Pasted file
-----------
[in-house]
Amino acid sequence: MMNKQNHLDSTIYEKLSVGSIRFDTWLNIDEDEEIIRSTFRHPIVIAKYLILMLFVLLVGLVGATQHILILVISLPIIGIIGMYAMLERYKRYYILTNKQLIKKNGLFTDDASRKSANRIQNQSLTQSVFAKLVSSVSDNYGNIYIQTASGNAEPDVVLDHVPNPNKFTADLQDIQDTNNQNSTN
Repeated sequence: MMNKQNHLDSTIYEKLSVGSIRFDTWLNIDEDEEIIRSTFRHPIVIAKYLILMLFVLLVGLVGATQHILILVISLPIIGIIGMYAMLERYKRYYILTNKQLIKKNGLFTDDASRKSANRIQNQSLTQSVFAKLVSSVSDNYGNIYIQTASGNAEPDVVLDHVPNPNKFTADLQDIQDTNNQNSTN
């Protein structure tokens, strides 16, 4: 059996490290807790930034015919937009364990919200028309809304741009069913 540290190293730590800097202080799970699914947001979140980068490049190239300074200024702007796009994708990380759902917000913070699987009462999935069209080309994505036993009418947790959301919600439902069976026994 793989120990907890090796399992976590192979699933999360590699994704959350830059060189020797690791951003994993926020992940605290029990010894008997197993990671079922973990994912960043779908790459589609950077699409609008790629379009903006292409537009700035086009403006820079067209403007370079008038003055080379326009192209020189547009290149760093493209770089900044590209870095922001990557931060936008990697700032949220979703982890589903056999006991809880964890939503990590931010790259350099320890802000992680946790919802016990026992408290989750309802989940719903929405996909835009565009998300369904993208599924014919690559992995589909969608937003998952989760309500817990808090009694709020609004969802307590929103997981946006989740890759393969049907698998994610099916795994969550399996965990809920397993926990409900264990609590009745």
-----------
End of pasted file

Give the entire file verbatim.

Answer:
[in-house]
Amino acid sequence: MMNKQNHLDSTIYEKLSVGSIRFDTWLNIDEDEEIIRSTFRHPIVIAKYLILMLFVLLVGLVGATQHILILVISLPIIGIIGMYAMLERYKRYYILTNKQLIKKNGLFTDDASRKSANRIQNQSLTQSVFAKLVSSVSDNYGNIYIQTASGNAEPDVVLDHVPNPNKFTADLQDIQDTNNQNSTN
Repeated sequence: MMNKQNHLDSTIYEKLSVGSIRFDTWLNIDEDEEIIRSTFRHPIVIAKYLILMLFVLLVGLVGATQHILILVISLPIIGIIGMYAMLERYKRYYILTNKQLIKKNGLFTDDASRKSANRIQNQSLTQSVFAKLVSSVSDNYGNIYIQTASGNAEPDVVLDHVPNPNKFTADLQDIQDTNNQNSTN
């Protein structure tokens, strides 16, 4: 059996490290807790930034015919937009364990919200028309809304741009069913 540290190293730590800097202080799970699914947001979140980068490049190239300074200024702007796009994708990380759902917000913070699987009462999935069209080309994505036993009418947790959301919600439902069976026994 793989120990907890090796399992976590192979699933999360590699994704959350830059060189020797690791951003994993926020992940605290029990010894008997197993990671079922973990994912960043779908790459589609950077699409609008790629379009903006292409537009700035086009403006820079067209403007370079008038003055080379326009192209020189547009290149760093493209770089900044590209870095922001990557931060936008990697700032949220979703982890589903056999006991809880964890939503990590931010790259350099320890802000992680946790919802016990026992408290989750309802989940719903929405996909835009565009998300369904993208599924014919690559992995589909969608937003998952989760309500817990808090009694709020609004969802307590929103997981946006989740890759393969049907698998994610099916795994969550399996965990809920397993926990409900264990609590009745």